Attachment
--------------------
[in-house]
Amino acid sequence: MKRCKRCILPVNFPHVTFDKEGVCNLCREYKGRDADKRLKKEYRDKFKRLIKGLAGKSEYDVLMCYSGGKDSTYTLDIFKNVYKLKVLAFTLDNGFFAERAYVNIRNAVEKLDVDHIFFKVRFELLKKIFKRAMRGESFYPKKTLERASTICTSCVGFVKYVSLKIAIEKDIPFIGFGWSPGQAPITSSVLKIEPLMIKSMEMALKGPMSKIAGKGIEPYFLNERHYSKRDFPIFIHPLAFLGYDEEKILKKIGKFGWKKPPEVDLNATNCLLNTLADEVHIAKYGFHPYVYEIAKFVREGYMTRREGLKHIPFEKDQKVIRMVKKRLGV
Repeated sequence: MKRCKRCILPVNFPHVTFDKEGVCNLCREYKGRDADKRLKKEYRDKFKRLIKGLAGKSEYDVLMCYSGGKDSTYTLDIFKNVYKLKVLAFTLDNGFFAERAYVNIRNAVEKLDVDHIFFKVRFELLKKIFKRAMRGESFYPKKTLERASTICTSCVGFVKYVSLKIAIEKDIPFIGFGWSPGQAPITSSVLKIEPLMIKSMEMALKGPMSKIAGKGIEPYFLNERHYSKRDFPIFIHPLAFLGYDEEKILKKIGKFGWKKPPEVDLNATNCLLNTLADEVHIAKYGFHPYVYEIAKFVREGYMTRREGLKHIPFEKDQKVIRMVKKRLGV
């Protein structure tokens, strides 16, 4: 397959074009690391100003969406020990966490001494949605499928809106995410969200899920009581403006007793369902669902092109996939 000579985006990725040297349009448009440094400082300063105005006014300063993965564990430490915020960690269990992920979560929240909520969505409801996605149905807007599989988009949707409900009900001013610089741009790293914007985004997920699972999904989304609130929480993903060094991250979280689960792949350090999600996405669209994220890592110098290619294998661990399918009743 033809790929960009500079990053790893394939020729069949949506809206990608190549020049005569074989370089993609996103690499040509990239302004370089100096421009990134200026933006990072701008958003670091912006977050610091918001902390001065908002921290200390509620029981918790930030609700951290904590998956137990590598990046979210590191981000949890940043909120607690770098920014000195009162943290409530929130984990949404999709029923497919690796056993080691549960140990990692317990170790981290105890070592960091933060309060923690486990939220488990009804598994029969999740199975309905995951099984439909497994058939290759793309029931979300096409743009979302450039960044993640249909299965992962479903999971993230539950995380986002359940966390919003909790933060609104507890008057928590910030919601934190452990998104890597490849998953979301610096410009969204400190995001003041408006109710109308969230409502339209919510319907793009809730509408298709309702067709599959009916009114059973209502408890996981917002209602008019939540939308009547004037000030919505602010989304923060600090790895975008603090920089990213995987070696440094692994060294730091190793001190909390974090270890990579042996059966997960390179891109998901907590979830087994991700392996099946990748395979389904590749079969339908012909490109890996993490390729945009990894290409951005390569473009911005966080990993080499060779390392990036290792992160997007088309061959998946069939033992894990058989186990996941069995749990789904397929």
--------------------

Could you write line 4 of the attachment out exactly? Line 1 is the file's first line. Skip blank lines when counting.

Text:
């Protein structure tokens, strides 16, 4: 397959074009690391100003969406020990966490001494949605499928809106995410969200899920009581403006007793369902669902092109996939 000579985006990725040297349009448009440094400082300063105005006014300063993965564990430490915020960690269990992920979560929240909520969505409801996605149905807007599989988009949707409900009900001013610089741009790293914007985004997920699972999904989304609130929480993903060094991250979280689960792949350090999600996405669209994220890592110098290619294998661990399918009743 033809790929960009500079990053790893394939020729069949949506809206990608190549020049005569074989370089993609996103690499040509990239302004370089100096421009990134200026933006990072701008958003670091912006977050610091918001902390001065908002921290200390509620029981918790930030609700951290904590998956137990590598990046979210590191981000949890940043909120607690770098920014000195009162943290409530929130984990949404999709029923497919690796056993080691549960140990990692317990170790981290105890070592960091933060309060923690486990939220488990009804598994029969999740199975309905995951099984439909497994058939290759793309029931979300096409743009979302450039960044993640249909299965992962479903999971993230539950995380986002359940966390919003909790933060609104507890008057928590910030919601934190452990998104890597490849998953979301610096410009969204400190995001003041408006109710109308969230409502339209919510319907793009809730509408298709309702067709599959009916009114059973209502408890996981917002209602008019939540939308009547004037000030919505602010989304923060600090790895975008603090920089990213995987070696440094692994060294730091190793001190909390974090270890990579042996059966997960390179891109998901907590979830087994991700392996099946990748395979389904590749079969339908012909490109890996993490390729945009990894290409951005390569473009911005966080990993080499060779390392990036290792992160997007088309061959998946069939033992894990058989186990996941069995749990789904397929």